With the first overall pick in the 2020 NBA Draft, the Minnesota Timberwolves have an extremely important decision to make. It's only the second time in franchise history that Minnesota has the first selection, and what they decide to do with the pick will go a long way toward determining how the team will look for the foreseeable future. However, with less than a month to go until draft day, the Timberwolves haven't identified a top target.
"The analysis is fair," Timberwolves president of basketball operations Gersson Rosas said on Wednesday, via ESPN. "There's no guy that has separated himself from the pack from public or external view, but I'm very confident that as we go through this process, the talent will rise to the top and we'll be confident about identifying one guy as the best guy, the best talented player with the most upside and most ability for our organization."
While there may not be a clear top target for the Wolves, that doesn't mean that the top of the draft is short on talent. Guard LaMelo Ball and Memphis big man James Wiseman have both been consistently mentioned as the top two prospects in the draft, while Georgia guard Anthony Edwards and Dayton forward Obi Toppin are both extremely intriguing prospects. For what it's worth, Kyle Boone's latest mock draft for CBS Sports has the Wolves selecting Ball with the top pick, with the following explanation:
There's not a consensus No. 1 player in this class nor is there a surefire perfect fit for Minnesota, alongside D'Angelo Russell and Karl-Anthony Towns, available to them at No. 1. Going with the prospect with the biggest star potential in LaMelo Ball allows them to bet on talent and hope that his potential meshes with their roster and timeline.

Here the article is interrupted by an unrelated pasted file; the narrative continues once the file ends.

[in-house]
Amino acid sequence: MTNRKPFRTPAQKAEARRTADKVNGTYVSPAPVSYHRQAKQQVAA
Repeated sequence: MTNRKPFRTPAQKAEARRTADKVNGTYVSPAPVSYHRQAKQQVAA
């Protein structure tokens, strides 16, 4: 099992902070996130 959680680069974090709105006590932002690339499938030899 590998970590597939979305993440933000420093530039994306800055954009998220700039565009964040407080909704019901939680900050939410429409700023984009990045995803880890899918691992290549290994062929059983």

For the Wolves, this draft is all about complementing their core of Towns and Russell, and in turn, all options are on the table when it comes to what they might do -- even a potential trade.
"For us, we typically study the draft from 1 to whatever number we feel like is a draftable player," Rosas said. "And we'll evaluate those guys for trade scenarios, trade back, trade out, for undrafted free-agent opportunities, for minor league opportunities, so we really beat up the draft board as much as can all the way up until the draft.
"But I do, now, at the stage that we're at, about a month out, we have formulated a lot of opinions, but you want to challenge those as much as you can here as you go all the way up to draft night, but our staff has done an unbelievable job."
The Wolves still have plenty of time to identify a target in the draft, or a suitable trade partner, and what they ultimately decide to do could be the first domino in a potentially eventful offseason.